Symonette also said the immigration process went much smoother than expected over the Easter holiday weekend with the defence force officers in place. It is good that the government has a contingency plan in place for such action. But such action is not useful at this time.
Smith said the union would continue demonstrating until its issues are resolved. He added that members of the Trade Union Congress (TUC) would soon meet to discuss the union's next move. The customs and immigration union falls under the TUC umbrella.
We hope the union sees the futility of its actions and waits for its new negotiating partner to be elected. The union only recently formed after its members broke away from the Bahamas Public Services Union. All it is doing is demonstrating its immaturity by angering the traveling public and inconveniencing our visitors by protesting at a time when the government is so preoccupied that it is not really listening.
Operations at Lynden Pindling International Airport (LPIA) and other ports of entry nationwide could come to a crawl over the holidays if Customs and Immigration officers make good on their threat not to work on Christmas and Boxing Day.The directive to withdraw labor came from the Bahamas Customs Immigration and Allied Workers Union (BCIAWU), the bargaining agent for the workers.
Union Executive Vice President Sloane Smith said Customs and Immigration officers are upset that employees who are scheduled to work on Christmas Day will not receive holiday pay.
"We're going to suggest to you that you are not to be forced to work on Sunday or Monday, against the law," Smith told a crowd of about 70 workers who gathered outside the Ministry of Labour yesterday.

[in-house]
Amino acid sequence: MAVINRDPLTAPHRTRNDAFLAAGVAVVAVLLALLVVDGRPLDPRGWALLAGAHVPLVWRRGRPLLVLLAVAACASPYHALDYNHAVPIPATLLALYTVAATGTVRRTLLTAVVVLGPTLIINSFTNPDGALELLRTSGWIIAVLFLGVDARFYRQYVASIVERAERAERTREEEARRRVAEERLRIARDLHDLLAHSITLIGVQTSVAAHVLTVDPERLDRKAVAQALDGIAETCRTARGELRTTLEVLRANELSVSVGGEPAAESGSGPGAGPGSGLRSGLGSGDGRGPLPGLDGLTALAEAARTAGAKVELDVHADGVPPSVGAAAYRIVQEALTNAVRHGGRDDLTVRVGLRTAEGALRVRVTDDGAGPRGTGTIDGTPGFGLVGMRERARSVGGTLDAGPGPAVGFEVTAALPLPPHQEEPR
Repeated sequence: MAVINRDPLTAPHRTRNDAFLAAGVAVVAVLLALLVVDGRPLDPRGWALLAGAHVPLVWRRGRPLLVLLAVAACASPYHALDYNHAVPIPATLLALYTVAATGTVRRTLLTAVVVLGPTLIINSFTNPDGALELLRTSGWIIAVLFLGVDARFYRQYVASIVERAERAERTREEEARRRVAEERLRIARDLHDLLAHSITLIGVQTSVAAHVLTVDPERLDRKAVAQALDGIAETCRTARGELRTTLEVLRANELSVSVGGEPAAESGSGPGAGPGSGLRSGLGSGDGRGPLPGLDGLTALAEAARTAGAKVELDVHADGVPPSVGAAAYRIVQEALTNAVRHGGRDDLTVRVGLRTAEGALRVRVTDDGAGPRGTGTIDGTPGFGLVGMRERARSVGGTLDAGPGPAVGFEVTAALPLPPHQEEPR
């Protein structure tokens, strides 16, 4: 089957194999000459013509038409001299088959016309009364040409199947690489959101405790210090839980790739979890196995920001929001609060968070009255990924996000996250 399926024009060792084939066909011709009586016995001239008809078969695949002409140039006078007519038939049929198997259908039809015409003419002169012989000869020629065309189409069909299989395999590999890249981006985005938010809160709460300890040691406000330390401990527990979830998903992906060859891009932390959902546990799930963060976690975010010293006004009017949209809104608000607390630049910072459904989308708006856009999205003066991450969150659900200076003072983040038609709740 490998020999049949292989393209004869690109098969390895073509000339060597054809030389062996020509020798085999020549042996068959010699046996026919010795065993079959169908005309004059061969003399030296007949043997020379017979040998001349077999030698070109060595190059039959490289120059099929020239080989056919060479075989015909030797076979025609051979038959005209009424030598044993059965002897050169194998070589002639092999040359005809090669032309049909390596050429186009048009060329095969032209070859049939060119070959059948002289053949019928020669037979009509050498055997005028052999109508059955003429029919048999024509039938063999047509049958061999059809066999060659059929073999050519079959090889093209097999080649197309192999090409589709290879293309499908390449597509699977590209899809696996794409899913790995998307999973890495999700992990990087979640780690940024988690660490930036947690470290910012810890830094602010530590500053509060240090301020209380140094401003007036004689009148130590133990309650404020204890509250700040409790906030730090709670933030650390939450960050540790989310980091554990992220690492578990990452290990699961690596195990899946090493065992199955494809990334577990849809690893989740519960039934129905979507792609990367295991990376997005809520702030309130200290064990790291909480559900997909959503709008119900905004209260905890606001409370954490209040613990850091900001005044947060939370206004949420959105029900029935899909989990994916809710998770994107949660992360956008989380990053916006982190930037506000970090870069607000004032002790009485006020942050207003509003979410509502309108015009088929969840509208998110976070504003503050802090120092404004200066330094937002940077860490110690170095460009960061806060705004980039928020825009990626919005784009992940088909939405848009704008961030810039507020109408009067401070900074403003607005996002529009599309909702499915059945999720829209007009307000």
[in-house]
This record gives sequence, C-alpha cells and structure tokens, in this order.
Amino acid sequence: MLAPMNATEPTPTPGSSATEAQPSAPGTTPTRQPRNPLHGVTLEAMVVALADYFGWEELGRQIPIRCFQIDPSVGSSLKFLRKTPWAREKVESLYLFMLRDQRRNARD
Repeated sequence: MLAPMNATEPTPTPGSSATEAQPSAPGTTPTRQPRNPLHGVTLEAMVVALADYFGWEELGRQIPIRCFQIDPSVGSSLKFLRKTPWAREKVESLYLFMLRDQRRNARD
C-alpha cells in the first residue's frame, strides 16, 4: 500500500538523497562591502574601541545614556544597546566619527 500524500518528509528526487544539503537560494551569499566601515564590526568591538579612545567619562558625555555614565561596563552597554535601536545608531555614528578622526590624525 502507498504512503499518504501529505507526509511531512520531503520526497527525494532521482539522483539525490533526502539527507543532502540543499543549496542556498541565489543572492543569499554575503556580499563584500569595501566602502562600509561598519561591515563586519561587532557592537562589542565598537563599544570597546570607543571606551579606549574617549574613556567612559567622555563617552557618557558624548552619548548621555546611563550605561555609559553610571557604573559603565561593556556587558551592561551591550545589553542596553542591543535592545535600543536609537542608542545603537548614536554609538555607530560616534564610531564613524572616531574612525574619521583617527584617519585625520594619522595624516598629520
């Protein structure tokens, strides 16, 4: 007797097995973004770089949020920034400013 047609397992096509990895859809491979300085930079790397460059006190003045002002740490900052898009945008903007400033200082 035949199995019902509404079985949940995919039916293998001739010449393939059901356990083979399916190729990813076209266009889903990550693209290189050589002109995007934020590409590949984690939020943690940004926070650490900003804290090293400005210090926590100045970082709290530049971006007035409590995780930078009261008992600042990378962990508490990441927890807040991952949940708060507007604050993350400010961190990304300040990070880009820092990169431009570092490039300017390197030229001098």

"Legally we[are]advised that the government owes us another day or they need to pay the staff who's going to show up on Sunday. We have instructed our members[if]they are not paying you the way they should be paying you and they owe you a day, do not be out there on Sunday [or] Monday.
"That's dock, airport, harbor, Family Islands. . .and we will do the same thing throughout the length and breadth of this country,"he said.
Smith said workers who participated in the demonstration -- which began shortly before 9 a.m. -- were not withdrawing labor yesterday but were simply"going to work late".
When asked how operations at the airport were without the staff scheduled to work at LPIA yesterday morning, Smith said:"Everything is slowed down now. If the staff is here,[there is]nothing going on down there."
WhenThe Nassau Guardianvisited LPIA shortly after noon yesterday, arriving passengers said operations were running smoothly and they had no delays passing through Customs or Immigration sections.
The union is also agitating for Labour Minister Dion Foulkes to sign a strike vote certificate weeks after a strike vote was taken and negotiate their expired industrial agreement.
Until this is done, the BCIAWU will continue to protest all next week.